Similarly popular was the company's VR Gatling Gun game. After donning a VR headset and mastering the gun-style handset, a player can enter a simulated war-game zone and immerse in a multi-sensory battle experience, including sight, sound and touch, with the weapon even delivering an authentic kickback.
Creating a truly authentic experience was the guiding principle for many exhibitors at this year's event. A case in point was Wangguo's horse-racing game, available in a solo or a dual-use format. The solo system features a rectangular monitor facing a saddle-style seat, where a VR-kitted-out player can enjoy all the thrills of a genuine horse race.
As well as VR technology, the company has added other special effects, including wind and mist features. This combination of sight, sound and touch is said to give players a genuine horse-racing experience in a safe environment.
VR Educational Products
Second only to gaming, the world of education has begun to truly embrace VR technology. Exhibitor Beijing-based technology firm HeiVR allowed visitors to view molecular structures, the human body and several other educational resources while wearing VR glasses. According to Liu Zhi, the Head of the company's Guangzhou operation, HeiVR has developed a range of VR teaching resources that tied in with the curricula of China's primary and secondary schools.
Mr Liu maintained that VR technology had already proved its worth as a teaching aid. When learning about the solar system, for instance, he said students could use VR to get a direct three-dimensional understanding of the relative sizes and positions of the planets.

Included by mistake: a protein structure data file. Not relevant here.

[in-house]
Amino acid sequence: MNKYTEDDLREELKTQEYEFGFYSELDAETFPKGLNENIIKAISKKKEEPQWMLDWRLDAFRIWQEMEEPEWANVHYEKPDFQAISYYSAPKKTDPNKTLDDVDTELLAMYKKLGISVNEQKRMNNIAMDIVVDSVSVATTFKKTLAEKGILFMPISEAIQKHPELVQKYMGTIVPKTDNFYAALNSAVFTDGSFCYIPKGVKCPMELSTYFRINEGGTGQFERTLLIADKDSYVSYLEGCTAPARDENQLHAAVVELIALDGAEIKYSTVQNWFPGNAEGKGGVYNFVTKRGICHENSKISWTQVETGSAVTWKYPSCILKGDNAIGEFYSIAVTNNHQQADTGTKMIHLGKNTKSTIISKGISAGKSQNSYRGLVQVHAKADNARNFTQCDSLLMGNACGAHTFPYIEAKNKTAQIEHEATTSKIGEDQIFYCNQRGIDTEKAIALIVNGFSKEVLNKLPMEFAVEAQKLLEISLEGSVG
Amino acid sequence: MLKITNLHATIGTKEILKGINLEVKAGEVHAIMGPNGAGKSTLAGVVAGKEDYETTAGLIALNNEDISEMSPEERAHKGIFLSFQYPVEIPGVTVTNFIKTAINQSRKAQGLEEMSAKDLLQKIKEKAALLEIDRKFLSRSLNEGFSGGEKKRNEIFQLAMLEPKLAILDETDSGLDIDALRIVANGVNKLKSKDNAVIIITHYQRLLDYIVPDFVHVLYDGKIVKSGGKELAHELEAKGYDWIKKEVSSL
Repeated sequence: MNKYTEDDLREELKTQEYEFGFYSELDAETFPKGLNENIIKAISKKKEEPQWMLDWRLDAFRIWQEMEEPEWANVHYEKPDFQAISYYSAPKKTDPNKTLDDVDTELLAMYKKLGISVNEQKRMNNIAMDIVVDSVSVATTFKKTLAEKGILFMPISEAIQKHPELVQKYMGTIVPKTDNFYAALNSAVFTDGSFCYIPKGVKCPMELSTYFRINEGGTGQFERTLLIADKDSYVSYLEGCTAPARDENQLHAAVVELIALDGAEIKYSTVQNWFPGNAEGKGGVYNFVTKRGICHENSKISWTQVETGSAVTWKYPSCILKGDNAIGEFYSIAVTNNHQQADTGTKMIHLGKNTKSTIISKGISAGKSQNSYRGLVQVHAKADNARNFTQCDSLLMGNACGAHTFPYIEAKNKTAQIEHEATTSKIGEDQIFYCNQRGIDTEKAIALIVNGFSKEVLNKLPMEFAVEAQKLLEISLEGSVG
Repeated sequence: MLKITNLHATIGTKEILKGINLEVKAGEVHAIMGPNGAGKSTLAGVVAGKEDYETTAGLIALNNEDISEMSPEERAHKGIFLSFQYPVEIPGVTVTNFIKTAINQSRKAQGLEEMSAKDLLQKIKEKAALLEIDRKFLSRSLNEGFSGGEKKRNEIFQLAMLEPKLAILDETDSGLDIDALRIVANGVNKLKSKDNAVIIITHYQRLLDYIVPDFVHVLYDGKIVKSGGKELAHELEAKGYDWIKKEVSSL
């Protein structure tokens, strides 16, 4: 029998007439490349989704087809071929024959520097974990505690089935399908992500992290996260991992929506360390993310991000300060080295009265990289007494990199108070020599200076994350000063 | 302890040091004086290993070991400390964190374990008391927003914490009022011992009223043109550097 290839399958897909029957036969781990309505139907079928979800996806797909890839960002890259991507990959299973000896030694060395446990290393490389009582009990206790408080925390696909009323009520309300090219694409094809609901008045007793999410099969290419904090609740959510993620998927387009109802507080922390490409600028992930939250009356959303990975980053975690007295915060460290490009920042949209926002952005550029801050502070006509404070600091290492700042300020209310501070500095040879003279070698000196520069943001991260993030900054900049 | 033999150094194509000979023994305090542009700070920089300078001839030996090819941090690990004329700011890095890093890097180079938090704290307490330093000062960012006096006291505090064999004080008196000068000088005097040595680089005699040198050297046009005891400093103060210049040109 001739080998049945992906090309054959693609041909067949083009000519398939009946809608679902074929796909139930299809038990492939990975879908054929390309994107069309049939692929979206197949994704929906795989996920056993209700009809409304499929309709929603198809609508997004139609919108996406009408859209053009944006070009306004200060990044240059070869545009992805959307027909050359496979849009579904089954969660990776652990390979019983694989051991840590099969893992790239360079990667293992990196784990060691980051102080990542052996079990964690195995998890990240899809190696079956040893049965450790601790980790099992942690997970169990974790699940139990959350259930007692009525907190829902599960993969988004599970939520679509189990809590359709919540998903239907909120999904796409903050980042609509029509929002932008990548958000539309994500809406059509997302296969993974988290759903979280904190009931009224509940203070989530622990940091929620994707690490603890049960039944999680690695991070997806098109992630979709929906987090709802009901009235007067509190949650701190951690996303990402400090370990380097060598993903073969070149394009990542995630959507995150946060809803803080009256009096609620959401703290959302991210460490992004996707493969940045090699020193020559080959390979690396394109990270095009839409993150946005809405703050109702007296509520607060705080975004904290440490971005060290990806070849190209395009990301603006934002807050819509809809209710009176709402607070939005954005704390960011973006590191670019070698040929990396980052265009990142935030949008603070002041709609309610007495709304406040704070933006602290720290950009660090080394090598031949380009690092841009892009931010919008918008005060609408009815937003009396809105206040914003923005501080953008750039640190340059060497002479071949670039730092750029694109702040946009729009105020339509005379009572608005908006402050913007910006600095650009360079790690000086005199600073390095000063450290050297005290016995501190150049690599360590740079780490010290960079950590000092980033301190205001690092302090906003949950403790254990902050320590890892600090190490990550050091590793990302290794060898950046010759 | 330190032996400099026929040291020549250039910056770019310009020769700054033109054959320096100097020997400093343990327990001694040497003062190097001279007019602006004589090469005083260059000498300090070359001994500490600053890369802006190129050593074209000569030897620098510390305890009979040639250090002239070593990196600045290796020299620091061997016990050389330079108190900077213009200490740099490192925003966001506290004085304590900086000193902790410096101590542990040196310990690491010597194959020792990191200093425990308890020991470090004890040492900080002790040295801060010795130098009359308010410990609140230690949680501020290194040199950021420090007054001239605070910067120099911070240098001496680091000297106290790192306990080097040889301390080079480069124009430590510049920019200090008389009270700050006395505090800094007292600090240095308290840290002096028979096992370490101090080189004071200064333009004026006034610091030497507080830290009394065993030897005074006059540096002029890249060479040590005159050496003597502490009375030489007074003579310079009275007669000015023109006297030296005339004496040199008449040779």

To date, the company has produced VR teaching resources related to seed germination, water cycle, microscopic organisms and the internal structure of the earth, which are all being used by teachers and students as part of the learning experience.
HeiVR is a recent arrival to the sector, having launched its first VR educational products in October 2016. It has, already met with immediate success, with sales exceeding Rmb1 million for three successive months.
Its system is also highly scalable, with its hardware, software and content configurable to suit groups of 15, 30, 45 or 60. It also provides several ancillary services, including teacher-training, systems maintenance, course upgrades and after-sales maintenance.
Many companies that had previously specialised solely on VR games have since expanded to VR education. Shuntao, for instance, has set up a dedicated in-house VR education R&D team, with a brief to develop products suitable for both statutory and vocational educational needs.
Other notable products featured at the fair were a range of VR glasses from Menglian, a Dongguan-based electronics firm. The range's unique double-sided non-spherical design is said to enhance clarity, while screening out blue-ray radiation and reducing dizziness.
Many attendees were also drawn to test a VR skiing machine on offer from Mantong, a Guangzhou-based technology firm, which was said to genuinely recreate an Alpine piste experience. For those of a more martial mind, there was a six-player VR warship simulation available from Ligei, a Guangzhou-based animation company.
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- Hong Kong